Updated December 4, 2019 . AmFam Team
Many people don’t just walk onto a car lot with cash in hand and pay for a new car in full right then and there. So for those of you who are taking out a loan for your first — or next — vehicle, you may be wondering what kind of insurance coverage you need for a financed car. We’ll help you figure out just how much and what kind of coverage you need for your new vehicle and navigate the sometimes complicated world of car insurance requirements.
Before you drive your car off the lot, you’ll want to know what the minimum coverage for a financed car is. Because you aren’t buying your car outright and are instead borrowing from a lender to pay for it, you’re considered a higher risk due to the debt. So most reputable dealers will require, at minimum, collision and comprehensive insurance coverages for your car in order to protect their investment. Whether you finance your car or not, your state likely requires a minimum amount of bodily injury insurance. Let’s take a closer look at these coverages:
Collision insurance is coverage that helps pay the cost of repairing or replacing your car after it’s damaged in an accident, whether it’s your fault or not. If you get T-boned, rear-ended or side-swiped, or you do the same to someone else’s vehicle, collision coverage helps protect you financially from the expense of repairs.
Comprehensive insurance covers damage caused by accidents that don’t involve colliding with another vehicle or object. This includes vandalism, hail damage and collisions with animals, among other things.
Bodily injury liability coverage helps pay for costs associated with injuries to your passengers, the driver and passengers of the other vehicle. It also can help pay for bodily injury to pedestrians. If you are taken to court over an accident, bodily injury coverage can also help pay for legal fees. Many states require liability coverage, but their minimum requirements are often not enough to fully cover the expenses in the event you’re involved in an accident. Check in with your insurance agent to raise your coverage amounts if you think they’re too low.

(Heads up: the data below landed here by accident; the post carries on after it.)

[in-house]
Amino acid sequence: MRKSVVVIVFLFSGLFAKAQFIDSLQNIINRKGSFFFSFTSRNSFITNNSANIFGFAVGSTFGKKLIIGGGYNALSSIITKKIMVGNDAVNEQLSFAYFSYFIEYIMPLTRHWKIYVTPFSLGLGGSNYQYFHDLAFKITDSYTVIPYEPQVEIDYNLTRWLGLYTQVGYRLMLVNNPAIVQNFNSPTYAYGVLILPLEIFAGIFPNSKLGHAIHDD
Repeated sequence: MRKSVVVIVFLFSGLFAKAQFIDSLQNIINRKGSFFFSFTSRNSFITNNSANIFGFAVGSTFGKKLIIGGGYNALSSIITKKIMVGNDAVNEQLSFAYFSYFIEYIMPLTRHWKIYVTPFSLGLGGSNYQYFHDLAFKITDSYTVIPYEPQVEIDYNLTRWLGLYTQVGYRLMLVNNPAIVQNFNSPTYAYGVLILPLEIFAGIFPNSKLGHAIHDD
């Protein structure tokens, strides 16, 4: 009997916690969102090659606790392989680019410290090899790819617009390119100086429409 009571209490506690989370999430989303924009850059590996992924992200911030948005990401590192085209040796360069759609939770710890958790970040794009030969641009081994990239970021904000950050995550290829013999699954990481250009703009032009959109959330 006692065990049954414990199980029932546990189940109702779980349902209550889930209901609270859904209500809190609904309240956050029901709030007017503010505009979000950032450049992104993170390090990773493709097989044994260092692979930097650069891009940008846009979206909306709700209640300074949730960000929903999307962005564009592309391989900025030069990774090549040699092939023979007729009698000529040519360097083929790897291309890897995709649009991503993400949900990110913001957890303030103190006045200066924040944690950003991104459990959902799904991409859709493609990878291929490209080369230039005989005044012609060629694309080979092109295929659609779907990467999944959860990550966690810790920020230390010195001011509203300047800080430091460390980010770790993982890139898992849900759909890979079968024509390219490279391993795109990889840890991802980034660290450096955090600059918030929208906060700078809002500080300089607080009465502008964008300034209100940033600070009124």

Underinsured and uninsured motorist coverage is not always required when financing a car, these coverages can be added to your policy for a broader range of protection on the road. These are two different types of coverage that help pay for damages if you’re in an accident with a driver who either has very minimal car insurance or doesn’t have any at all. Underinsured motorist coverage can help if the other driver doesn’t have enough insurance to cover your costs after an accident, while uninsured motorist coverage can help if the other driver has no insurance whatsoever.
Lease or loan gap insurance is a useful coverage that can help in the event your car is totaled but you still owe money on your loan. Let’s say you get an auto loan for your car’s full value of $18,000. Months later, you’re involved in an accident where your coverage applies and the vehicle is considered a total loss. The actual cash value of the vehicle is $14,000 — which is what your insurance company will typically pay — but you still owe $17,000 on your loan. This leaves you with a $3,000 bill for a vehicle you no longer have. If you have lease or loan gap coverage, that $3,000 is covered by your insurance instead of it all coming out of your pocket.
Some dealerships will bring up lease or loan gap insurance during the purchase process and offer it to you through them. While it may seem tempting, it’s often much less expensive to purchase gap coverage through your actual insurance provider.
Going car shopping? Connect with your American Family Insurance agent (Opens in a new tab) to discuss your auto insurance policy options and learn about all the ways you help protect what matters most out on the road.
Download the MyAmFam app to get easy access to your proof of insurance, pay your bills and request emergency roadside assistance.